. Beauty is subjective, not quantitative; what is most beautiful to one person is not to another. An instrument will not make these distinctions. There is a misguided tendency to equate brightness with beauty. 'Brilliance', as defined by some to include dark/light contrast, is a better indication of buyer appeal, but how will an instrument measure this?
. To be of value in estimating beauty, a one-to-one correspondence must be shown between certain instrument patterns (such as 'hearts & arrows')and beauty features. I have seen no proof that such correlation exists.
. I hope to see a quantitative grading system based on measurable cut parameters so that stones can be appraised equitably and that such grading favors stones of good appearance. AGS presently fails in this effort partly because of the way their tolerances are applied. I think that there is no 'best' cut, but a continuum of good proportions, such as shown by GIA, MSU, and HCA, including Garry's FIC, TIC, and BIC types to accommodate buyers' preferences. See www.diamondring.com/forums/showthread.php?t=7427 post#54112 04-08-01 10:01 PM [/B]



Would you say that a combination of Ideal-scope and HCA and visual inspection needs to be combined to have an optimal evaluation of the stone?

I was wondering if Garry could answer a question re the HCA methodology that do not appear on his website.

1) How many evaluators were involved in the diamcalc evaluation of the stone?

2) How well did the evaluators correspond in their scores (INTEROBSERVER RELIABILITY)

3) Was each evaluator prevented from knowing the other person's score/evaluation before submission. (BLINDING)

4) Were the diamcalc and virtual fire-scope evaluations done in a manner that it was impossible to know the result generated by the other? (BLINDING)

I am asking this because people would like to be reassured that observer bias was not involved in the scoring.

e.g. 'Oh look, we are now looking at that diamond with the fantastic fire-scope image, mmm I am sure it will look good on the diamcalc sim. Let's have a look.....'

I know that people are usually not that blatant, but there is a quote in medicine 'We find what we are looking for'.

Have you got any comments?

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Quote this post and reply to it Post#21 @ 12-07-02 , 03:20 AM


Garry,

I was re-reading your HCA methodology from your website.

Did you make an overall assessment of brilliance without the benefit of a the firescope simulation - i.e. in a photoreal situation?

Have you ever come across a stone which looked good under ideal-scope and turned out not-so-good? And vice-versa?

Perhaps the best standardized way of viewing a diamond is when the bride is resplendent in her wedding gown?

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Quote this post and reply to it Post#22 @ 12-07-02 , 03:25 AM


Is it a form of vanity to quote oneself?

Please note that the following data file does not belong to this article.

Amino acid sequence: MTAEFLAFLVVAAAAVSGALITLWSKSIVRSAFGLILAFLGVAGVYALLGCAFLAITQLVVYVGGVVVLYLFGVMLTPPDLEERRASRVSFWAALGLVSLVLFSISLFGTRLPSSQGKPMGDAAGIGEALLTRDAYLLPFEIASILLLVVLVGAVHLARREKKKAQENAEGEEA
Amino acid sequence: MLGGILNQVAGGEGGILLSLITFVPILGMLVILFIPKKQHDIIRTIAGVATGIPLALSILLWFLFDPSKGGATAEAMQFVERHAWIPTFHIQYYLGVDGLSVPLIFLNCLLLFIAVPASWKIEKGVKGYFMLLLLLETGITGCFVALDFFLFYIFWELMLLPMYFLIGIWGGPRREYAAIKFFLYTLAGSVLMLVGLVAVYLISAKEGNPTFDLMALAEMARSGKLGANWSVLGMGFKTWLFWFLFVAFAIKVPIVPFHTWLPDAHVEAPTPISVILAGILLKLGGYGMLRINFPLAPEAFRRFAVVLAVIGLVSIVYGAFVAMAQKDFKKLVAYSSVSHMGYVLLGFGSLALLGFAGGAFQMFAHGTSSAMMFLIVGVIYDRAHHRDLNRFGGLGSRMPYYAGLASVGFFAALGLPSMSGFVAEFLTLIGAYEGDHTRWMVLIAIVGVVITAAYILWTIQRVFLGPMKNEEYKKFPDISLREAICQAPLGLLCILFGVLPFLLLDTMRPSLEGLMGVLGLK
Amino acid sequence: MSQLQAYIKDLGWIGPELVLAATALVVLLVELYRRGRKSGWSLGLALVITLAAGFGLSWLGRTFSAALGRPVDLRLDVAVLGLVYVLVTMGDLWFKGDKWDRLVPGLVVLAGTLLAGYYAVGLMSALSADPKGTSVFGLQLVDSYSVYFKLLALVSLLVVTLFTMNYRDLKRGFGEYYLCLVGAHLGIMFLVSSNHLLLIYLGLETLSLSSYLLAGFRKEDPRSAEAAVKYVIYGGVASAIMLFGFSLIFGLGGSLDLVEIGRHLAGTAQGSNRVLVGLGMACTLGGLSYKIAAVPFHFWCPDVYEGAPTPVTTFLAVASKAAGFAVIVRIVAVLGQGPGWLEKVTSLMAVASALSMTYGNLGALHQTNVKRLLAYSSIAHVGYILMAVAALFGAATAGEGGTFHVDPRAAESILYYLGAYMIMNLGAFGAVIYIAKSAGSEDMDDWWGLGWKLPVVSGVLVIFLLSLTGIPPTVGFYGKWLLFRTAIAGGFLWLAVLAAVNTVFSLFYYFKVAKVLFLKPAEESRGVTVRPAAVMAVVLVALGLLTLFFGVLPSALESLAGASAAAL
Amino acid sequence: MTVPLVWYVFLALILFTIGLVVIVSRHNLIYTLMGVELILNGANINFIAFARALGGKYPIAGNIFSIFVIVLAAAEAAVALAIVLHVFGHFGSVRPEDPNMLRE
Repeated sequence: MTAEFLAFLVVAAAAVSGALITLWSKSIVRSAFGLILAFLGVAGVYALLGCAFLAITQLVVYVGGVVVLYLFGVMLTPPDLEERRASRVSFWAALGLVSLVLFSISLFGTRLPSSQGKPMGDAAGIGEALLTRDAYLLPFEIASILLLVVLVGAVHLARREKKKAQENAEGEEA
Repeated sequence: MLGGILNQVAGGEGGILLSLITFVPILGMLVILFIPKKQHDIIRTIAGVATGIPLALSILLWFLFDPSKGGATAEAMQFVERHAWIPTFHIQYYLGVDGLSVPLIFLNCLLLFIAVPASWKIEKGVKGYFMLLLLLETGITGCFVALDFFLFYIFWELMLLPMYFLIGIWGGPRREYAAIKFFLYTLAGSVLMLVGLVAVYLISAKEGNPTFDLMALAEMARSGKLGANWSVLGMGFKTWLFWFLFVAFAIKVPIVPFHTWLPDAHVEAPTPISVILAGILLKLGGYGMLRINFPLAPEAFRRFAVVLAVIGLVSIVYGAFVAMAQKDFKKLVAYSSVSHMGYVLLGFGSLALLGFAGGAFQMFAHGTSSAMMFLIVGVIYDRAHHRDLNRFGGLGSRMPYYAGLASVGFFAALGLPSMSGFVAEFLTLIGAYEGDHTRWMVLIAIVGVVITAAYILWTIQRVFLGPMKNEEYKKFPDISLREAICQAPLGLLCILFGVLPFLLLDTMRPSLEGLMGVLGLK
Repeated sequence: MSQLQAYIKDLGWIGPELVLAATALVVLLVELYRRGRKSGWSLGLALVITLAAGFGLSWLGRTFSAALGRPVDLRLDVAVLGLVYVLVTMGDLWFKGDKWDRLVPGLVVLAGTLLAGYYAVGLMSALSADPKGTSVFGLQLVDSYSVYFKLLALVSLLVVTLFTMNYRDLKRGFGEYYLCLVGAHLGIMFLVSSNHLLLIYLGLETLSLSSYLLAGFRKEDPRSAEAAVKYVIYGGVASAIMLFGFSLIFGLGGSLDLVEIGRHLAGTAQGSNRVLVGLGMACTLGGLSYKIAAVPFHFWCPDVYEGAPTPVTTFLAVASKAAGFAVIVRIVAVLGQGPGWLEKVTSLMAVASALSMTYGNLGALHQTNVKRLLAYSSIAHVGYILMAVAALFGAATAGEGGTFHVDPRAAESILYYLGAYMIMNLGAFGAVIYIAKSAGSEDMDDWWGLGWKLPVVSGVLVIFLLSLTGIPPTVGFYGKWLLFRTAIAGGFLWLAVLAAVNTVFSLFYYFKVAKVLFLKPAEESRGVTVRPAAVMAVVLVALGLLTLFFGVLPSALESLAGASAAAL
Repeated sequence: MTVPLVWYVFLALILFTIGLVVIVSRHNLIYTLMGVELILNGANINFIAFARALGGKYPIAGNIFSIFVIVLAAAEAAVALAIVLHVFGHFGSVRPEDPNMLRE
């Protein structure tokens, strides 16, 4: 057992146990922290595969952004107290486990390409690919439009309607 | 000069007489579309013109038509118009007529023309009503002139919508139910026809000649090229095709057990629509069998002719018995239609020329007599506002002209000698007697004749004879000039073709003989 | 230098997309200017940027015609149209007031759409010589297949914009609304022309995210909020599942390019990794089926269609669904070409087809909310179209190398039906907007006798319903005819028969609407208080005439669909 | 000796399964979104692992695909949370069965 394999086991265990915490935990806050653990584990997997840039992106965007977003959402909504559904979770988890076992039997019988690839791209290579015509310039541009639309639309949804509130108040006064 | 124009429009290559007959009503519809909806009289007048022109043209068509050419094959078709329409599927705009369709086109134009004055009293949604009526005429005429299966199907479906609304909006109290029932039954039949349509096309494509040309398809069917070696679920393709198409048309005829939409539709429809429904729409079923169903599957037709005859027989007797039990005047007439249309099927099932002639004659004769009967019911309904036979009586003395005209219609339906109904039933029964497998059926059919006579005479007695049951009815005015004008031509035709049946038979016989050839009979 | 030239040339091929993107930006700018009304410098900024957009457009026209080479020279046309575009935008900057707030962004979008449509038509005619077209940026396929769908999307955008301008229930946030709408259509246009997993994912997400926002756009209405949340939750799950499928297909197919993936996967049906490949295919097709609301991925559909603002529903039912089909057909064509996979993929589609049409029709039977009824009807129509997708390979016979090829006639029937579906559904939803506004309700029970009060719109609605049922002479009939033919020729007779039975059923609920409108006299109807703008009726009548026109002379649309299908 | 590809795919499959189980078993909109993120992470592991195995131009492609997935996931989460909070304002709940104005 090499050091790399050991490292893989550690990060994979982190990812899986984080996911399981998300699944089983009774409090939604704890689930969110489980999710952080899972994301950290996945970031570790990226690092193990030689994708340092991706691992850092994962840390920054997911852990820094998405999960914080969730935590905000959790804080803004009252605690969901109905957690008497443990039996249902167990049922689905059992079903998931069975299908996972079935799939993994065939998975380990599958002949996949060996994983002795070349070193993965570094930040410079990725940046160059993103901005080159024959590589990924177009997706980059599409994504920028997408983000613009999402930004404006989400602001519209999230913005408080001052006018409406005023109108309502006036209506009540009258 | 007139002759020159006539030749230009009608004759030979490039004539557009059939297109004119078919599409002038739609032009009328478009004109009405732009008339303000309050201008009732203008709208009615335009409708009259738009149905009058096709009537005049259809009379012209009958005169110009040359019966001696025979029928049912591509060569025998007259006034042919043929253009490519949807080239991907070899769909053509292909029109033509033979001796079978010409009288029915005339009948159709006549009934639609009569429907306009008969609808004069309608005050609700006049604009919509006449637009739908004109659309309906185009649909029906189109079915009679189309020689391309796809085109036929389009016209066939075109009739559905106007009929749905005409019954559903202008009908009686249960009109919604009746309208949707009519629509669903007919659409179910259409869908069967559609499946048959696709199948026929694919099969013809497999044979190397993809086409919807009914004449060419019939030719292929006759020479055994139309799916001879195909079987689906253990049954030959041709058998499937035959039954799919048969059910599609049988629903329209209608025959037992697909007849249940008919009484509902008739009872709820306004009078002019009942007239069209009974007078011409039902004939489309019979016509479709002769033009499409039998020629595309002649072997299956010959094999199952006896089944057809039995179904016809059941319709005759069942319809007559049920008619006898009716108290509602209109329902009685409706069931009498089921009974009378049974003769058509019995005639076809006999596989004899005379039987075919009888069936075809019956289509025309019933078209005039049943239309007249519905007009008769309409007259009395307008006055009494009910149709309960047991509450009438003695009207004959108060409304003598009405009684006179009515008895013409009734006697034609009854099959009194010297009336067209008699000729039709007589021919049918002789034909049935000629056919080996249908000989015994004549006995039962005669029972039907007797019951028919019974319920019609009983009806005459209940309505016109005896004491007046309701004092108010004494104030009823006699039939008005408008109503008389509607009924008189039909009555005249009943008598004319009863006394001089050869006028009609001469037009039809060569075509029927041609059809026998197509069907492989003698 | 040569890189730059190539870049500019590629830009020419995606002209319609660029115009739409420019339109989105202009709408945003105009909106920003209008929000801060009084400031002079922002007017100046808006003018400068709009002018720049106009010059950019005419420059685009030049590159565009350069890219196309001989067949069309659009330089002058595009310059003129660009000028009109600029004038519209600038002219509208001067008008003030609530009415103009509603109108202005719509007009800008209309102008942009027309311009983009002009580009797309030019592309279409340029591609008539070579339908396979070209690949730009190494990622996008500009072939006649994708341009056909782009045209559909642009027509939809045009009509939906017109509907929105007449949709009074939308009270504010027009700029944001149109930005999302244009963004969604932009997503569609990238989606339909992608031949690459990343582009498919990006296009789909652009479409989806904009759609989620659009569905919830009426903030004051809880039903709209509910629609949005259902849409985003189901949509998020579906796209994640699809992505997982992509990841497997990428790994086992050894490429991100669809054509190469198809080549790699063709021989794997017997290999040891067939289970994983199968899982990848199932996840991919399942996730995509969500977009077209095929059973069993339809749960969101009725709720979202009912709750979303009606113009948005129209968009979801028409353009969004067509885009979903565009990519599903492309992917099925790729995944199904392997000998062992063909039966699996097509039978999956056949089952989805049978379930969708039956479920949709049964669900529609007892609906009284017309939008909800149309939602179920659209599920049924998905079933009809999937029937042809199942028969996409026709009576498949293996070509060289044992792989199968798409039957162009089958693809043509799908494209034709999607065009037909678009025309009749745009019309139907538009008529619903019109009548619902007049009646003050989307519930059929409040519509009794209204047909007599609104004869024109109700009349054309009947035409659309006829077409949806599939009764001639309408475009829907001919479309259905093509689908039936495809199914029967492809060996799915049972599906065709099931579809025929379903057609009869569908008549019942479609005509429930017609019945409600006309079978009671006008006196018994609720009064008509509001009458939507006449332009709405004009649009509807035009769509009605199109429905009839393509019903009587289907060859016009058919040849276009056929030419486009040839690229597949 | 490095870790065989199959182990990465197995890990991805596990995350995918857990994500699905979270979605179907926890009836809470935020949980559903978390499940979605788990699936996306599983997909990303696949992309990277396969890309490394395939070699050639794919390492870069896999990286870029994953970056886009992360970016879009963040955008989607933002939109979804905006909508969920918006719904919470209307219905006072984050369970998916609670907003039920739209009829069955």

Quote:
Originally posted by dymonite

Now to answer my original question, is the proportion of light that leaks backwards from crown lighting exactly equal to the proportion of energy that leaks forwards from pavilion lighting?

OR

Using the firescope example - is the fraction of red light leaking out the pavilion equal to the fraction of white light leaking out the crown?





Is it equally valid to examine a stone pavilion side up under ideal scope?

In this example, since white light is crown illumination lighting leaking out the pavilion, then isn't this an equally objective way of quantitating light leakage?



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Quote this post and reply to it Post#23 @ 12-07-02 , 03:37 AM


. I defer to Garry: as creator of the IdealScope, I think he should answer this.

Last edited by beryl : 12-07-02 at 03:39 AM.
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Quote this post and reply to it Post#24 @ 12-07-02 , 04:28 AM


Quote:
Originally posted by dymonite
Hold your hand up between a projector and a screen and do 'hand puppets'.
Hold it close to the screen and away from projector - small, intensely dark shadow - a small shadow but extensive angular obstruction of rays.
Hold it closer to projector and away from screen - larger, but more of a gray shadow - a large shadow but less extensive angular obstruction.
Does this not presume single point light source?

. Yes, but it applies to multiple light source directions individually and thus affects a group of them to some extent.
. I think every jeweler knows that multiple overhead point sources are best for displaying diamonds.
Quote:

But is not the hemispheric dome of the GIA brilliance study suggesting a:
Diffuse, with multiple light source all angles pointing towards the diamond?

. Yes, in their 1998 study re amount of light return. They have been severely criticized by several experts for neglecting obstruction by the viewer's head, but, 'at the end of the day', their indications as to what is 'best' do not include cuts which would have been affected by this, and so the omission is academic. See http://www.diamondring.com/forums/s...05&pagenumber=1 post#52705 @ 03-28-01 2:48 PM (was 'threadid=7305&pagenumber=1 but some of this changed when the DiamondTalk system was changed). See also http://www.diamondring.com/forums/s...ead.php?t=12719 post#105367 @ 02-03-02 03:51 PM
. Furthermore, a great deal more light is obscured, from one side, by the viewer's body. This was the subject of a sequel to "Faceting Limits". A GIA handout, at the '01 Tucson Show, shows many red reflections of a gal in a red dress wearing the diamond. Garry likes to cite a white man in a white suit vs. a black man in a black suit (or something like that).
Quote:
Does shadow become constant at all distances?

. I do not understand this question.

Last edited by beryl : 12-07-02 at 05:05 AM.
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Quote this post and reply to it Post#25 @ 12-07-02 , 04:54 AM


. 1.63 = average RI of tourmaline!
. Discussion of this does indeed justify a new thread.

Last edited by beryl : 12-07-02 at 04:56 AM.